Friday, May 20

The Revenge of Frankenstein's monster - not very monstruous

Here's another awesome poster for Revenge of Frankenstein featuring an illustration the monster, who is nowhere near as cool looking in the film as this poster. The monster of this film is interesting, however, even if not really very scary. He has more screen time and character development than the Christopher Lee monster from the previous film. The Baron has moved to a new town and set up shop as a physician under the name Dr. Stein, and is performing community service helping the poor and needy. Seems he's turned over a new leaf... or has he?



True to form, Frankenstein has set up a secret lab elsewhere and enlisted the aid of a new faithful sidekick Fritz, a hunchbacked lab assistant. He is pilfering body parts from the medical clinic to continue his experiments. The assistant is an interesting development as Hammer was very careful in the first film to keep their version different from the Universal version - yet here they use both a hunchback assistant and the name Fritz, which was the assistant's name in the original Universal film. Writer Jimmy Sangster was undoubtedly aware of these elements from the Universal film, and must have added them as a bit of a nod of the cap to the James Whale version.

A young ambitious medical doctor named Hans recognizes Frankenstein. However, he doesn't turn him in to the authorities... He is, instead, eager to learn from the Baron, and enlists as his pupil and assistant. Together they work to create a new body to transplant the brain of Fritz into. Fritz, sick of his crippled shell, is eager to move into his new fleshy residence. They successfully transplant his brain and move him to a room near the clinic to heal.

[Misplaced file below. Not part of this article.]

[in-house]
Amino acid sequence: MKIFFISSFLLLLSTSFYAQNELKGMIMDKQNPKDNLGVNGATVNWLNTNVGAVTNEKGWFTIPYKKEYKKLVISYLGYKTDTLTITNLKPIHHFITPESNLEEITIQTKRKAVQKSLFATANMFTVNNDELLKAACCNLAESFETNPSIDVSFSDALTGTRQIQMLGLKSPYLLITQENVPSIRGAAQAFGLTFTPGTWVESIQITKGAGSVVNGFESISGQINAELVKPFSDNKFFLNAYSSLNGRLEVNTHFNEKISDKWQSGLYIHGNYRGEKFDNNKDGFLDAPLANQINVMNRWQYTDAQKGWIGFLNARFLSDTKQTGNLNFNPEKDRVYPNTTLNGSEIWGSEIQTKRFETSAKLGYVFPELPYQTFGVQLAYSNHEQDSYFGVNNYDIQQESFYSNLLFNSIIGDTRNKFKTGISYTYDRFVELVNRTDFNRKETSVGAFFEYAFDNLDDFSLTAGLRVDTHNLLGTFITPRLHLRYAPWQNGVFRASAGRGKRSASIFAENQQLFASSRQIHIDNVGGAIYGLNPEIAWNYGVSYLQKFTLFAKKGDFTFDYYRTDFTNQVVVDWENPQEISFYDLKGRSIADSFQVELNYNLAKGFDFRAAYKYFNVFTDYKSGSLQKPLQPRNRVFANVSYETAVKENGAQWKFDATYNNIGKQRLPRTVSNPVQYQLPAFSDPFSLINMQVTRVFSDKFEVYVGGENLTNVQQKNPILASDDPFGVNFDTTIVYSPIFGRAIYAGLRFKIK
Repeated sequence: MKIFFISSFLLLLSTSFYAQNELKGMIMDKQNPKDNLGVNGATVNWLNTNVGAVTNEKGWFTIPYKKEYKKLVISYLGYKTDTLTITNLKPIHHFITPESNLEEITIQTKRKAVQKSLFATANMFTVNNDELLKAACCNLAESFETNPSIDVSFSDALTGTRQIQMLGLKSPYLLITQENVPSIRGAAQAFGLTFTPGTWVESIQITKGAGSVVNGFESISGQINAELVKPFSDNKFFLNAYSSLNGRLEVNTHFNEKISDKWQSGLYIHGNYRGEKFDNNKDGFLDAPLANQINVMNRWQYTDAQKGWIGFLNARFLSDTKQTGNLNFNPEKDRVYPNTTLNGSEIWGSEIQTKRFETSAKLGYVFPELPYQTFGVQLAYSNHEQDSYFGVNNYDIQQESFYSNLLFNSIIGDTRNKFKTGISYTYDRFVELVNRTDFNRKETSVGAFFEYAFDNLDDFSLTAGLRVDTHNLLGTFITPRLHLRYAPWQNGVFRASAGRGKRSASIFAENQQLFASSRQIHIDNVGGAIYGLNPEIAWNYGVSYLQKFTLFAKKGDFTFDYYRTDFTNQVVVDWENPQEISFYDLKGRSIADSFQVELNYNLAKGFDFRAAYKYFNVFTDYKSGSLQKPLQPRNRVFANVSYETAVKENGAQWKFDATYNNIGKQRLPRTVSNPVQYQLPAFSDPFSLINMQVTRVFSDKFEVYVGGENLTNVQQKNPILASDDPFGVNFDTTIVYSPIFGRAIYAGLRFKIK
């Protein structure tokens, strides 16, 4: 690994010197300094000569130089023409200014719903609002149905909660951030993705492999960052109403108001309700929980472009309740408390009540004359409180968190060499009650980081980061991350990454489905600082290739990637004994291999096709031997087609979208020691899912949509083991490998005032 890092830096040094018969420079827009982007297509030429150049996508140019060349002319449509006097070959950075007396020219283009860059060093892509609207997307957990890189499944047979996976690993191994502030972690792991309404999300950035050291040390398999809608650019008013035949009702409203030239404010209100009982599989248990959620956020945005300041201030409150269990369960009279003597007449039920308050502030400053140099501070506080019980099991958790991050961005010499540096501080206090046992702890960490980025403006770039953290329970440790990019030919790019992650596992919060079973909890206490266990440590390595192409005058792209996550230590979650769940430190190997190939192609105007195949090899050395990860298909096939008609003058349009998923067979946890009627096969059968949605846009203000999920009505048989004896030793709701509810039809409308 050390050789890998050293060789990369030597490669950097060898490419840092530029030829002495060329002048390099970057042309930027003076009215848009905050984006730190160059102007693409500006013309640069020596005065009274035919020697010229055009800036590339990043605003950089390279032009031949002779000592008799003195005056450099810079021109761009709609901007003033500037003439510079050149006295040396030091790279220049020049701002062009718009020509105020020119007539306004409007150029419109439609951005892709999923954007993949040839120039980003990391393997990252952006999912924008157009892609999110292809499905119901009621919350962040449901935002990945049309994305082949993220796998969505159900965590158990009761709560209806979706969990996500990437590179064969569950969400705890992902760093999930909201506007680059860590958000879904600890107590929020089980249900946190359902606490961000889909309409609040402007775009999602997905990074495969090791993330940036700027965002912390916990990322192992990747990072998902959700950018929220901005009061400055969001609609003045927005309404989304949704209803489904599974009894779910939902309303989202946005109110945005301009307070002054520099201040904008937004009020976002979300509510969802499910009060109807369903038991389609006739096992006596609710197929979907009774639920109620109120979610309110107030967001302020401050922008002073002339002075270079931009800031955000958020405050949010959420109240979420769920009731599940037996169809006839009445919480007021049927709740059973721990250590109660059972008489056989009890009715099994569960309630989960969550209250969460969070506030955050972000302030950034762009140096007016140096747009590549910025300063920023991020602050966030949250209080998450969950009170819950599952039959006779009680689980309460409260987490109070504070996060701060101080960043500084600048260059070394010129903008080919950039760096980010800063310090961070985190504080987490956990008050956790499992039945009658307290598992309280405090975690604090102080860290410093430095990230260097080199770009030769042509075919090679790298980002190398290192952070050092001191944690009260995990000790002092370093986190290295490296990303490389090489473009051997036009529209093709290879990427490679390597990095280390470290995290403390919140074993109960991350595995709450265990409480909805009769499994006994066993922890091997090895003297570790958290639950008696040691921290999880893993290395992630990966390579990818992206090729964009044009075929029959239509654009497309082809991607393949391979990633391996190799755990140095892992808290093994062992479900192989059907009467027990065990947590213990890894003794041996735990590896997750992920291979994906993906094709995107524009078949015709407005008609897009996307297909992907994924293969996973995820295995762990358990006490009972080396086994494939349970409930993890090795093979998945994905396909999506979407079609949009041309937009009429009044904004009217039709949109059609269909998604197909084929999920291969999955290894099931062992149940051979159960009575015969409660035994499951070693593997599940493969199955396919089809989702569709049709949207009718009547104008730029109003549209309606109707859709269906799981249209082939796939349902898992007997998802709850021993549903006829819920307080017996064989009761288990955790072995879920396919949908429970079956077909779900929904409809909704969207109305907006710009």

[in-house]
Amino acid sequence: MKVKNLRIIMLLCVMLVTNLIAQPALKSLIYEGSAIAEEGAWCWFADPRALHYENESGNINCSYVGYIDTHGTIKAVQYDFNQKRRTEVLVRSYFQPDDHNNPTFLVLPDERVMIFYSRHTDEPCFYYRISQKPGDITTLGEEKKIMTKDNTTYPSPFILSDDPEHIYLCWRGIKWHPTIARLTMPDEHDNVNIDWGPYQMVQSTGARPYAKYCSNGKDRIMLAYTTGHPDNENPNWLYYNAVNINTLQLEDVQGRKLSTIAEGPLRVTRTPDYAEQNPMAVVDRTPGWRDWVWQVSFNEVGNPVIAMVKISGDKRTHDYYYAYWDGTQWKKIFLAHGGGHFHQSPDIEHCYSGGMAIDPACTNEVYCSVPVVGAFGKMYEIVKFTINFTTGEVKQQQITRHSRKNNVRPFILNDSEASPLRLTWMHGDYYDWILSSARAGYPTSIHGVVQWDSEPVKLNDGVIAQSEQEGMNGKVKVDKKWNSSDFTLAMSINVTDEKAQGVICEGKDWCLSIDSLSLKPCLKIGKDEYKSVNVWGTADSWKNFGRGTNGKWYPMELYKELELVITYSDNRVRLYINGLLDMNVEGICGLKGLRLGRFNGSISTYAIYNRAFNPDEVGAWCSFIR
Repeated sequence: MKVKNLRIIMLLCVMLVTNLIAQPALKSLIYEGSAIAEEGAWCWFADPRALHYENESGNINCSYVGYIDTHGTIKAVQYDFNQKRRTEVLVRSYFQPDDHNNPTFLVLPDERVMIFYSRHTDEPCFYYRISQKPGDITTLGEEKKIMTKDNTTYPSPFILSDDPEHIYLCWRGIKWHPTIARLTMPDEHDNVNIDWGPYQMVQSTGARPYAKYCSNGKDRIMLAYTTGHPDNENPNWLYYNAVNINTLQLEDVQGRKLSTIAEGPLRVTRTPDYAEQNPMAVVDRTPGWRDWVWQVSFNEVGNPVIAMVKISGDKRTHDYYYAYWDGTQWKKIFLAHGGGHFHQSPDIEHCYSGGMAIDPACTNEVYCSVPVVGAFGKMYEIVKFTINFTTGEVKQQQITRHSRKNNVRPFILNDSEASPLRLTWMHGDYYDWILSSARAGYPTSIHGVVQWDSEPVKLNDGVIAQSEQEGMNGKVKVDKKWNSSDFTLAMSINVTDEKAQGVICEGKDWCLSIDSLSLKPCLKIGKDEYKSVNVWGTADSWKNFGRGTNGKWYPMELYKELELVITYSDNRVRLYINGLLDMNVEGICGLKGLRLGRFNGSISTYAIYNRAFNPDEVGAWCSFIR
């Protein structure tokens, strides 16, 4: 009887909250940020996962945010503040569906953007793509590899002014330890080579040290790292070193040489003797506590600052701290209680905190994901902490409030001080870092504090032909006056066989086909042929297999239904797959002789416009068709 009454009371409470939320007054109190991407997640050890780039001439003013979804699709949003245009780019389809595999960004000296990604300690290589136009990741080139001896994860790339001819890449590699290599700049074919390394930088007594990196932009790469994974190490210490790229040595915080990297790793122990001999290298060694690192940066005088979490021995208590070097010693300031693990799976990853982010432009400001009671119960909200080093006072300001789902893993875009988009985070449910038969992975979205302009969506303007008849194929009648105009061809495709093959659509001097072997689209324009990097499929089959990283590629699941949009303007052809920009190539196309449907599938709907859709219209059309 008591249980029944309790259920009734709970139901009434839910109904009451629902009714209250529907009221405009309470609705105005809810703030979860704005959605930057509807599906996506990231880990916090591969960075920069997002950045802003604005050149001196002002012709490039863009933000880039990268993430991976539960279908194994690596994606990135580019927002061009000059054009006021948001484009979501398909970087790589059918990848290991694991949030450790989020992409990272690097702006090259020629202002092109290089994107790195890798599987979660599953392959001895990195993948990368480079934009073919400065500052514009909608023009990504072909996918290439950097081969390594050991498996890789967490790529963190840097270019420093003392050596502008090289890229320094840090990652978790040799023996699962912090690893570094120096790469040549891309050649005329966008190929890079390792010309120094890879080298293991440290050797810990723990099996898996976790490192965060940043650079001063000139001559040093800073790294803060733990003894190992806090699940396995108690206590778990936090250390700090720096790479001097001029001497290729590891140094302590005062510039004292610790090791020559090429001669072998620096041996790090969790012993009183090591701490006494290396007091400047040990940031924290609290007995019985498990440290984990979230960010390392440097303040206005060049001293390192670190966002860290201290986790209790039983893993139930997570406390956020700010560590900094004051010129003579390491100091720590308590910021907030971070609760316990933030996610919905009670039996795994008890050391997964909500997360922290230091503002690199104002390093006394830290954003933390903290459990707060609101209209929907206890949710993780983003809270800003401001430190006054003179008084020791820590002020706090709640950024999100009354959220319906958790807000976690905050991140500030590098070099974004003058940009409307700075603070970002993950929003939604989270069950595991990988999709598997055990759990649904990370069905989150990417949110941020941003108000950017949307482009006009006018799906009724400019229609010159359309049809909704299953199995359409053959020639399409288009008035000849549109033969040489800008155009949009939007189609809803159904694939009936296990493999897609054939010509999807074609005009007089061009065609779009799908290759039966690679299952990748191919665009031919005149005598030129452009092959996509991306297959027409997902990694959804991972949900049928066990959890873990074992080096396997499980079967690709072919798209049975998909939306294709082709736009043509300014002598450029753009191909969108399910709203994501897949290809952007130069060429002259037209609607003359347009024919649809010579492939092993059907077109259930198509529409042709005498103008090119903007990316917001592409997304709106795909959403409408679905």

Frankenstein tells Hans that as long as the Fritz/monster has sufficient time to heal the transplantation will be successful. They strap him to a bed to keep him from moving about, and leave him in this room. Creature/Fritz escapes his bonds and makes his way back to the Baron's lab. His intent is to destroy his old body in an incinerator. While there a watchman hears him moving around in the lab. Mistaking him for a burglar he gives him a severe beating, which damages the brain and turns him into an angry beast. He attacks and kills the watchman, the begins to slowly revert back to the misshapen form he had before - his hump returns, along with his limp and curled arm and his features contort to resemble the monster on the poster. But ultimately he just isn't really a very convincing monster, just a guy with a hump, limp, forehead scar and a scrunched up face.

It is too bad, because the doctor is a fascinating character and they really give him some terrific character development in this film. Hans is a welcome addition too, and the dynamic between the two as they work together to push the boundaries of science works really well. Frankenstein openly flaunting his presence in a new town, rather than skulking about in the shadows is brilliant, and completely in character. Unfortunately the third chapter in the Hammer Frankenstein doesn't continue this storyline and abandons the continuity. Sangster's two films work together perfectly and it would have been interesting to see where he would have taken the series in the future.

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